This is true. Labour refused to reverse the privatisation of public assets that had occurred over the 20-year period prior to its return to power. (Would it have gotten elected on such a ticket?)

          And you’re right: the current ‘nationalisation’ of lame ducks (which should probably have their necks wrung) is a far cry from the state capitalism of the post-war consensus. But even under state capitalism, did we ever have a properly functioning passenger rail system?

    2. Derek Thomson says:

      Does “ineptitude of management of major projects” include arguably the largest and most complex, the Queensferry Crossing? Some of us remember the good too, we’re well used to having the bad thrown back at us on a regular (relentlessly regular) basis.

      1. Jim Anderson says:

        Apologies for missing the one brilliant project that went well as the management and infrastructure requirements were led by knowledgeable, intelligent professionals that followed professional guidelines at all times despite unionists political interference. The unionists and their media lackeys never gained any traction in their attempts at smears or claims of incompetence. Compare that to their ability to criticise air, ferries, energy and now trains – all strategically important for a future independent Scotland. I am being kind in calling it ineptitude!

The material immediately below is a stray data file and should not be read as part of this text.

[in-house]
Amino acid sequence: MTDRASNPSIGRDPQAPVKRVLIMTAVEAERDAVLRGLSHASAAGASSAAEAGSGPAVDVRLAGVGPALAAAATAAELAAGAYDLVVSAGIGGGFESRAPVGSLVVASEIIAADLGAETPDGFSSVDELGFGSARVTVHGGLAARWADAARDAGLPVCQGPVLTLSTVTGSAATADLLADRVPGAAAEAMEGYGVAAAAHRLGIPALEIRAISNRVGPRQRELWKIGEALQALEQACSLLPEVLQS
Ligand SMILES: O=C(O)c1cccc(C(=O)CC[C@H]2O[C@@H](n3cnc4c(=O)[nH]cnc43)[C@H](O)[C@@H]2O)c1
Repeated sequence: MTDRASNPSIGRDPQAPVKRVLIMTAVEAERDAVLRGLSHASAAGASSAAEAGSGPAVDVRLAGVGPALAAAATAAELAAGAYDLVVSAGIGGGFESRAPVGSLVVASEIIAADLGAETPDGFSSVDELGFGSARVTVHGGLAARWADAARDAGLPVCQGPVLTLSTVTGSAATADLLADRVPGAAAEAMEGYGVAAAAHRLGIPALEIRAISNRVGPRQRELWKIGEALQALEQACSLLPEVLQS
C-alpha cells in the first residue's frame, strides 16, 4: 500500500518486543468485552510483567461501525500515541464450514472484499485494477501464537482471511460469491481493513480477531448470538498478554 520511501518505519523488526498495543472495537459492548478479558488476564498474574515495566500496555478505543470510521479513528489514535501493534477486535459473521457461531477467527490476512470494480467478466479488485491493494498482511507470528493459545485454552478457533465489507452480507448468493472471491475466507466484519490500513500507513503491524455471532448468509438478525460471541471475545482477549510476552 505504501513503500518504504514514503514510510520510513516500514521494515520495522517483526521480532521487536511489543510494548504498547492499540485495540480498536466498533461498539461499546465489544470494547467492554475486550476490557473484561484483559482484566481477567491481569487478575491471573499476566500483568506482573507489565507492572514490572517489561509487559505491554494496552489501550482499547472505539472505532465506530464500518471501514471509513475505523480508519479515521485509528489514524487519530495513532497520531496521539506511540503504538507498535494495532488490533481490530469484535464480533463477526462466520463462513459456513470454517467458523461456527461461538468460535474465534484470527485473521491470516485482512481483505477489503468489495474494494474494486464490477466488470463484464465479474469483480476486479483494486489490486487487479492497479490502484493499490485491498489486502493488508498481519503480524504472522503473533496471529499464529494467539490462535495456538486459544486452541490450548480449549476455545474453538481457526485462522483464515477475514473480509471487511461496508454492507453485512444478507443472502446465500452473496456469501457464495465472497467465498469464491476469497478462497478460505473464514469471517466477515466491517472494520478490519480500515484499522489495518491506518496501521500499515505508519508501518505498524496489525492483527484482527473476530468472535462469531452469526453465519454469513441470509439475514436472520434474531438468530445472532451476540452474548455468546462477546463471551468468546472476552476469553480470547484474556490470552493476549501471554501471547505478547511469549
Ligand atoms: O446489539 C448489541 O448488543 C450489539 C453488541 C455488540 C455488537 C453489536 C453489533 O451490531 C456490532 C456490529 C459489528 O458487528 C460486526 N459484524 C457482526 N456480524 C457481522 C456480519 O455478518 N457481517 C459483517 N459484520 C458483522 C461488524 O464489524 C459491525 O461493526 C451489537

1. 220523 says:

          Yep, Transport Scotland and the private overseas contractors who (as Forth Crossing Bridge Constructors) actually designed and built the thing did a competent job on the Queensferry Crossing. Scottish design and engineering at its best.

      2. Michael Picken says:

        Some people also seem to have forgotten that the Tories and Labour between them managed to let the Crossrail/Elizabeth Line rail project in London – ‘the largest construction project in Europe’ – overrun by four years and over four billion pounds. And despite all the taxpayers’ money invested in it, the trains that will operate on it are run by a private company, part owned by the Chinese government of all people, rather than it being part of the longstanding and still publicly owned London Underground system.

        1. 220524 says:

          Indeed, there are striking similarities in the conception and management and the successes and failures of Transport Scotland’s Queensferry Crossing project and Transport for London’s Crossrail project.

  2. George Buchan says:

    This is really just part of the wider underdog/”everyone is against us” mentality that exists and persists in the independence movement as a direct consequence of spending decades fighting against the establishment, the media etc. The same mentality that sees all journalists as bad, even the ones who are supporters of independence but are professional enough to not let it influence how they do their job.

    Ironically, supporters of trade unions are guilty of the exact same thing when it comes to defending trade unions, and similarly, it’s an entirely understandable reaction to spending decades fighting the establishment, the media etc. But just as supporters of the SNP are incapable of accepting any criticism of their party, trade union supporters seem incapable of accepting any criticism of trade unions.